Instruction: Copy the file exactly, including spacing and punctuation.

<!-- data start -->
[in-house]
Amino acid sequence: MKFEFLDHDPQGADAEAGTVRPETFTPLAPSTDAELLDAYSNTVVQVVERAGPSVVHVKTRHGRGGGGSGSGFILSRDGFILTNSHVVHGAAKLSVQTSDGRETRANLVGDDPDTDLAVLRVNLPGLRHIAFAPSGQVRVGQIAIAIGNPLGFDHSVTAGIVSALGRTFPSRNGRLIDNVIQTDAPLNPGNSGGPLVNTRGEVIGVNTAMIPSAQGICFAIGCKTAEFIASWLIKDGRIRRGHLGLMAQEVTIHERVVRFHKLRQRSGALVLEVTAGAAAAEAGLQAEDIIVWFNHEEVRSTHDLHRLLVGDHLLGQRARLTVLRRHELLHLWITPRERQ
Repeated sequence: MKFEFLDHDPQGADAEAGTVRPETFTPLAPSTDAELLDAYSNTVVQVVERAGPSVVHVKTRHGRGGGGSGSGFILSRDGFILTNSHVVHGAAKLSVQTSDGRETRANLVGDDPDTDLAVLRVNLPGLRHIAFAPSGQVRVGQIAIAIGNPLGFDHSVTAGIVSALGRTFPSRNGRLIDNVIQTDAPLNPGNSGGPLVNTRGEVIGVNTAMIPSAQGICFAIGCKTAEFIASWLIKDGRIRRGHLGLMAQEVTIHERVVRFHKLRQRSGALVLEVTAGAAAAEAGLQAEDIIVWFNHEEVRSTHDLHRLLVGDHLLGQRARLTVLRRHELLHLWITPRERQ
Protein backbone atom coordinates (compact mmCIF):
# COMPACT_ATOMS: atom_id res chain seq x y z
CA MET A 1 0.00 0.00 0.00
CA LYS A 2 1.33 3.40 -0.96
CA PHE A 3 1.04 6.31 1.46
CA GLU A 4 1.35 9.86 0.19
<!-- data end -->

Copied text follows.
[in-house]
Amino acid sequence: MKFEFLDHDPQGADAEAGTVRPETFTPLAPSTDAELLDAYSNTVVQVVERAGPSVVHVKTRHGRGGGGSGSGFILSRDGFILTNSHVVHGAAKLSVQTSDGRETRANLVGDDPDTDLAVLRVNLPGLRHIAFAPSGQVRVGQIAIAIGNPLGFDHSVTAGIVSALGRTFPSRNGRLIDNVIQTDAPLNPGNSGGPLVNTRGEVIGVNTAMIPSAQGICFAIGCKTAEFIASWLIKDGRIRRGHLGLMAQEVTIHERVVRFHKLRQRSGALVLEVTAGAAAAEAGLQAEDIIVWFNHEEVRSTHDLHRLLVGDHLLGQRARLTVLRRHELLHLWITPRERQ
Repeated sequence: MKFEFLDHDPQGADAEAGTVRPETFTPLAPSTDAELLDAYSNTVVQVVERAGPSVVHVKTRHGRGGGGSGSGFILSRDGFILTNSHVVHGAAKLSVQTSDGRETRANLVGDDPDTDLAVLRVNLPGLRHIAFAPSGQVRVGQIAIAIGNPLGFDHSVTAGIVSALGRTFPSRNGRLIDNVIQTDAPLNPGNSGGPLVNTRGEVIGVNTAMIPSAQGICFAIGCKTAEFIASWLIKDGRIRRGHLGLMAQEVTIHERVVRFHKLRQRSGALVLEVTAGAAAAEAGLQAEDIIVWFNHEEVRSTHDLHRLLVGDHLLGQRARLTVLRRHELLHLWITPRERQ
Protein backbone atom coordinates (compact mmCIF):
# COMPACT_ATOMS: atom_id res chain seq x y z
CA MET A 1 0.00 0.00 0.00
CA LYS A 2 1.33 3.40 -0.96
CA PHE A 3 1.04 6.31 1.46
CA GLU A 4 1.35 9.86 0.19